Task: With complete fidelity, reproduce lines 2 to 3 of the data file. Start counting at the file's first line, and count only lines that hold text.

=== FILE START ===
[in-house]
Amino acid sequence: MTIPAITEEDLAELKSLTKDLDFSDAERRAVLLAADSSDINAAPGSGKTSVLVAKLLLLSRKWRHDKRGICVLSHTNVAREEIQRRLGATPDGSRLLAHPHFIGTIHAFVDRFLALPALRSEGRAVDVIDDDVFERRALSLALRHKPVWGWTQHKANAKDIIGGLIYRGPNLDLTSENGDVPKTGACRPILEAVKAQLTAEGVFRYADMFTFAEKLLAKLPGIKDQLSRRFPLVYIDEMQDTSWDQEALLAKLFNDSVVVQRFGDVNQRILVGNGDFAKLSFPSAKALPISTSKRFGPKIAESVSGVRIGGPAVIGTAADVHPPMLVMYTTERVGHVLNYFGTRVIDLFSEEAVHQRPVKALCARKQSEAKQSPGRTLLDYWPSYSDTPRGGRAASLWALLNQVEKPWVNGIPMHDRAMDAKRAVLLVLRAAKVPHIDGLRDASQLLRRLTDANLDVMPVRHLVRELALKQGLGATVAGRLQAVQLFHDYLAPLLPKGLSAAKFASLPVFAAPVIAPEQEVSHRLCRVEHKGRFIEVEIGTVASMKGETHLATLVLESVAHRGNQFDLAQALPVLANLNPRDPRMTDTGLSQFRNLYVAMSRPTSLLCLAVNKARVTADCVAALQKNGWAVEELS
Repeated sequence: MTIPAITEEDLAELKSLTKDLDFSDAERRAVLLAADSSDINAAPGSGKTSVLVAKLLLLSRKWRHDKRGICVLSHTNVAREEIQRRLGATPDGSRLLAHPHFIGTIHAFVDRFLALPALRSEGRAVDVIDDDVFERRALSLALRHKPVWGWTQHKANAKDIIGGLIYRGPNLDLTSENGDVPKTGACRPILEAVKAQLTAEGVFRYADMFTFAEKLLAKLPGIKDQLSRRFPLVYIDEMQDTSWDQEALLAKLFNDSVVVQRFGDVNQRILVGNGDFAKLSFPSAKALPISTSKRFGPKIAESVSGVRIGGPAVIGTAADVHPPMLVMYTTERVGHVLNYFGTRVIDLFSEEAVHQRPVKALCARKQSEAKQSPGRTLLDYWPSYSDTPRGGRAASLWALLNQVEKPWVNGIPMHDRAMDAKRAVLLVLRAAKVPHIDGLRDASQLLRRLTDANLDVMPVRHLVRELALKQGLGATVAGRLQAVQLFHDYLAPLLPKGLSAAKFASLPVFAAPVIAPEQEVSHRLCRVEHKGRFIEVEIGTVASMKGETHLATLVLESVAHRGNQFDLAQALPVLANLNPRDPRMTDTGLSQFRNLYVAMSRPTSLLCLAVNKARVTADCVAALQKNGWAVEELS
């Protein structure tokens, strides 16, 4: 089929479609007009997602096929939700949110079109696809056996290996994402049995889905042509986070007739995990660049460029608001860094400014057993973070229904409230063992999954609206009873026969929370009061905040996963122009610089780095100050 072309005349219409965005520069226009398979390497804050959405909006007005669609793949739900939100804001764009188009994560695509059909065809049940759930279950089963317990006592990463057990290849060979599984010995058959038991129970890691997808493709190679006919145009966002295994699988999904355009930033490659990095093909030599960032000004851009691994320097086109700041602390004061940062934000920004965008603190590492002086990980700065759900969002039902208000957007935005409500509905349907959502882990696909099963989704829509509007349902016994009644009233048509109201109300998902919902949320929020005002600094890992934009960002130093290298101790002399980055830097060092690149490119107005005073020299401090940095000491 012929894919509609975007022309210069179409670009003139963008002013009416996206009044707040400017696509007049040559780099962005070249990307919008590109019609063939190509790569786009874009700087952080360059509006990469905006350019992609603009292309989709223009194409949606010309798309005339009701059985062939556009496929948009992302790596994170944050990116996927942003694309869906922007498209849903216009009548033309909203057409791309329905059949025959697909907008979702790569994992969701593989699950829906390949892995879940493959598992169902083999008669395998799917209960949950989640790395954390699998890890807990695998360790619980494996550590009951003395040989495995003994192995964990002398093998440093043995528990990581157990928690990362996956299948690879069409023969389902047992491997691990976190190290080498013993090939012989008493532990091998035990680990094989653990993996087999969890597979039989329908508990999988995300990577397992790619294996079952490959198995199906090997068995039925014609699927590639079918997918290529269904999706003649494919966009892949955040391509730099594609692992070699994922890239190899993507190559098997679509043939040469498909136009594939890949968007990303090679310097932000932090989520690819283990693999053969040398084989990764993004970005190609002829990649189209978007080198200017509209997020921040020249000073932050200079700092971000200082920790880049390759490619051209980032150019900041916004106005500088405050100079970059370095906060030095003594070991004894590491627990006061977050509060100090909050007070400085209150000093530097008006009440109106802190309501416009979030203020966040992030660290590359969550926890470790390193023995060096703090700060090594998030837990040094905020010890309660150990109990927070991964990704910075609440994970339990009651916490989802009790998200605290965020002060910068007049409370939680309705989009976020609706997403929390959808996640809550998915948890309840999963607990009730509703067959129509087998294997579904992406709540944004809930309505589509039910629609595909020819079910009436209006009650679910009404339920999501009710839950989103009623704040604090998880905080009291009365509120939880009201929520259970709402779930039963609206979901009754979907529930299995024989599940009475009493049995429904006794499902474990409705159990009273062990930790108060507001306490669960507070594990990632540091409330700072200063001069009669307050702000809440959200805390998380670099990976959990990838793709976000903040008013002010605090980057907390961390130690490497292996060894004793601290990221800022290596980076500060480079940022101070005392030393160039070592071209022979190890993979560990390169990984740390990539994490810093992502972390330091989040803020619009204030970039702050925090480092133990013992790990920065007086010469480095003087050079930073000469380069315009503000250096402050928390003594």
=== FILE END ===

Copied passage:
Amino acid sequence: MTIPAITEEDLAELKSLTKDLDFSDAERRAVLLAADSSDINAAPGSGKTSVLVAKLLLLSRKWRHDKRGICVLSHTNVAREEIQRRLGATPDGSRLLAHPHFIGTIHAFVDRFLALPALRSEGRAVDVIDDDVFERRALSLALRHKPVWGWTQHKANAKDIIGGLIYRGPNLDLTSENGDVPKTGACRPILEAVKAQLTAEGVFRYADMFTFAEKLLAKLPGIKDQLSRRFPLVYIDEMQDTSWDQEALLAKLFNDSVVVQRFGDVNQRILVGNGDFAKLSFPSAKALPISTSKRFGPKIAESVSGVRIGGPAVIGTAADVHPPMLVMYTTERVGHVLNYFGTRVIDLFSEEAVHQRPVKALCARKQSEAKQSPGRTLLDYWPSYSDTPRGGRAASLWALLNQVEKPWVNGIPMHDRAMDAKRAVLLVLRAAKVPHIDGLRDASQLLRRLTDANLDVMPVRHLVRELALKQGLGATVAGRLQAVQLFHDYLAPLLPKGLSAAKFASLPVFAAPVIAPEQEVSHRLCRVEHKGRFIEVEIGTVASMKGETHLATLVLESVAHRGNQFDLAQALPVLANLNPRDPRMTDTGLSQFRNLYVAMSRPTSLLCLAVNKARVTADCVAALQKNGWAVEELS
Repeated sequence: MTIPAITEEDLAELKSLTKDLDFSDAERRAVLLAADSSDINAAPGSGKTSVLVAKLLLLSRKWRHDKRGICVLSHTNVAREEIQRRLGATPDGSRLLAHPHFIGTIHAFVDRFLALPALRSEGRAVDVIDDDVFERRALSLALRHKPVWGWTQHKANAKDIIGGLIYRGPNLDLTSENGDVPKTGACRPILEAVKAQLTAEGVFRYADMFTFAEKLLAKLPGIKDQLSRRFPLVYIDEMQDTSWDQEALLAKLFNDSVVVQRFGDVNQRILVGNGDFAKLSFPSAKALPISTSKRFGPKIAESVSGVRIGGPAVIGTAADVHPPMLVMYTTERVGHVLNYFGTRVIDLFSEEAVHQRPVKALCARKQSEAKQSPGRTLLDYWPSYSDTPRGGRAASLWALLNQVEKPWVNGIPMHDRAMDAKRAVLLVLRAAKVPHIDGLRDASQLLRRLTDANLDVMPVRHLVRELALKQGLGATVAGRLQAVQLFHDYLAPLLPKGLSAAKFASLPVFAAPVIAPEQEVSHRLCRVEHKGRFIEVEIGTVASMKGETHLATLVLESVAHRGNQFDLAQALPVLANLNPRDPRMTDTGLSQFRNLYVAMSRPTSLLCLAVNKARVTADCVAALQKNGWAVEELS